Michael D Higgins hails Oscars recognition for Irish stars
Irish president Michael D Higgins has hailed the strength of the country's film industry on a night when home-grown talent was strongly represented at the Oscars.
Brooklyn star Saoirse Ronan, 21, missed out to Brie Larson in the best actress category but showed her roots in her dress choice.
"I wore green at my first Oscars as well. I wanted to wear green because I'm very proud to be Irish and Calvin Klein made this for me," she said.
Other Irish nominees included Steve Jobs star Michael Fassbender, who was pipped to the best actor Oscar by The Revenant's Leonardo DiCaprio, and Lenny Abrahamson, who was nominated for best director for Room.
The Revenant director Alejandro Inarritu won that gong but Larson's best actress Oscar was for her role in Abrahamson's film.
And the Irish did not go home empty handed as director Benjamin Cleary's movie Stutterer won the Oscar for best live action short film.
In his acceptance speech Dubliner Cleary said: "You know, when you make your first ever film, you've got to convince a lot of people to jump on board and take a risk with a first-time director, and, you know, to every single member of the cast and crew of Stutterer for jumping on board and taking that risk with me, I'm forever grateful.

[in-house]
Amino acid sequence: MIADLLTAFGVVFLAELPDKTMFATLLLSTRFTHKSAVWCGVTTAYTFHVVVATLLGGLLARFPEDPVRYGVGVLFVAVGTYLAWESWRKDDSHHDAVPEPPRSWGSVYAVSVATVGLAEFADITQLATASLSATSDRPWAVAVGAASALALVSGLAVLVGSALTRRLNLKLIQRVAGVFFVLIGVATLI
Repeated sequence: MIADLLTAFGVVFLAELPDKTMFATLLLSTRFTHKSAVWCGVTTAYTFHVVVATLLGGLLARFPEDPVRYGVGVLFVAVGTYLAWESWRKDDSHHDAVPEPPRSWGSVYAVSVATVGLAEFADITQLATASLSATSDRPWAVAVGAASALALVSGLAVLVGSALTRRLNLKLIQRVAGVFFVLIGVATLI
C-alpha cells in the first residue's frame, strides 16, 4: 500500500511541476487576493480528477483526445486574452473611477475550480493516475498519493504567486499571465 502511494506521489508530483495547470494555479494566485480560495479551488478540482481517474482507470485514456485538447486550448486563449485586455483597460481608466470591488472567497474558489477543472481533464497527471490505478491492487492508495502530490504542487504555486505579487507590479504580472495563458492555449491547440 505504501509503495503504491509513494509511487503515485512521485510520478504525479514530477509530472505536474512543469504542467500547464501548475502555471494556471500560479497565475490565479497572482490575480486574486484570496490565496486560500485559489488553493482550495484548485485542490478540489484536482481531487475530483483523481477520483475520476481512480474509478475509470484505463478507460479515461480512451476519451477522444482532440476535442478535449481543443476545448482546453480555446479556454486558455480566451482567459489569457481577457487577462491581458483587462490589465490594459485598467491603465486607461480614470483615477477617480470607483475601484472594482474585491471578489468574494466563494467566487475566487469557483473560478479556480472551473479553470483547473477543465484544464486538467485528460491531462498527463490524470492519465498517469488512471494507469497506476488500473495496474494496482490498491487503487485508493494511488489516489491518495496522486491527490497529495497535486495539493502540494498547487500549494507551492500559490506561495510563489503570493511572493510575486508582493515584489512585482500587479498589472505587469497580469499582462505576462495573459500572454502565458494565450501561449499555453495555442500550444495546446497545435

"And to the Academy for this award. It's such a huge honour. Thank you so much.
"To my amazing parents for all the support, thank you."
Cleary also paid tribute to the stars of the film, about a man with a crippling stutter and his online relationship with a woman.
"Chloe Pirrie, you're amazing, wherever you are up there.
"Matthew - to the wonderful Matthew Needham, you are this film, brother, thank you so much."
Cleary finished by declaring: " Every day is a proud day to be Irish, but today even more so than usual. To everyone for all the support back home, thank you so much."
Speaking on the red carpet, Ronan said attending the Academy Awards was "surreal".
And she paid homage to the other actresses nominated in her category, including Carol star Cate Blanchett and 45 Years star Charlotte Rampling.
She said: "You've got people like Cate as well, and Charlotte, who have been in the game for such a long time, and have such an incredible body of work.
"To be put in the category with them for anything is wonderful."
President Higgins has said the strong line-up of Irish actors and film-makers was a "tribute to the Irish film industry".
Mr Higgins said: " It is now accepted internationally that Ireland has an accomplished film industry, providing a great return from the investment in film - made over recent decades - through highly skilled jobs and an enhanced international reputation."